If you haven't tackled the chore already, put filing taxes on your to-do list. The IRS expects your paperwork to be in their hands by July 15.

Speaking of to-do lists, the IRS itself has a huge one. Since the pandemic shutdown in March, the IRS has been sitting on a pile of 11 million pieces of unopened mail. Nearly half of that unopened mail is from taxpayers who filed paper returns. If you were expecting a refund, be prepared to sit on that for a whole lot longer. Taxpayers who filed electronically got their money back in a much more timely manner, so if you still haven't filed and anticipate a refund, you'll definitely want to avoid sending in a paper return.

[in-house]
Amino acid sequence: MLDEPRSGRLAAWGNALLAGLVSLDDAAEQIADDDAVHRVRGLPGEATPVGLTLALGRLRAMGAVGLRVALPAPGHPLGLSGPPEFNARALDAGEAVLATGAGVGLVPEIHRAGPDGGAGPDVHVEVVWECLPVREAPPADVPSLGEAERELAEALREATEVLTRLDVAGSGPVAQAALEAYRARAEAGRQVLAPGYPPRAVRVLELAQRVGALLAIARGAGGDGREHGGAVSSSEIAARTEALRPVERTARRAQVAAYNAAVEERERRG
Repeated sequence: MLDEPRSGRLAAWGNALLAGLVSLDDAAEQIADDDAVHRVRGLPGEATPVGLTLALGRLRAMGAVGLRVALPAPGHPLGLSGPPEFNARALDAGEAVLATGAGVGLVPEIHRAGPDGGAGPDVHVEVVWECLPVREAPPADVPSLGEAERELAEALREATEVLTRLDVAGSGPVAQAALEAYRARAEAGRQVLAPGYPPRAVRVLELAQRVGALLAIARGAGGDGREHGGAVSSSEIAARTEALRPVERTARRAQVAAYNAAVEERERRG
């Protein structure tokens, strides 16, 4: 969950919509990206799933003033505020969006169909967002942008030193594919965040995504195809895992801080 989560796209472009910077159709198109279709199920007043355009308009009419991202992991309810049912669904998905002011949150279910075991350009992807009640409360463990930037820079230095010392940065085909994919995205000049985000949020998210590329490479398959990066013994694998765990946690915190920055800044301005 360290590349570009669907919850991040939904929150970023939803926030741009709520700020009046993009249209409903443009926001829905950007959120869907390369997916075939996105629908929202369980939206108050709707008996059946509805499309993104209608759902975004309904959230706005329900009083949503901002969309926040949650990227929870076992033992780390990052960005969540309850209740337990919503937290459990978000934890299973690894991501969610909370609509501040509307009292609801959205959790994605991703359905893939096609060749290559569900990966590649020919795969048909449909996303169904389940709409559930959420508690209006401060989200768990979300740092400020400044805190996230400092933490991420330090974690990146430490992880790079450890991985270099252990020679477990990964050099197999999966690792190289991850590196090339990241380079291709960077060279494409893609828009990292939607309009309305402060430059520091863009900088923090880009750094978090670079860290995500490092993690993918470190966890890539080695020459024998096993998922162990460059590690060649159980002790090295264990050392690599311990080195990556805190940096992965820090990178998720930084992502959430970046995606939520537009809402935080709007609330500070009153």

Most states followed the federal government's lead in pushing back the tax filing deadline from April 15 until July 15. You can check your state's filing deadline by clicking here. You can still file an extension to push back your filing date by three months until October 15, but if you owe the government, you will accrue interest and penalties. You can find all the information you need at the IRS website.

In addition to the extended tax filing date, there are other provisions that have changed because of COVID-19. For instance, you can borrow up to $100,000 from your Individual Retirement Account without penalty for three years. Click here for the important highlights and information you need to know.

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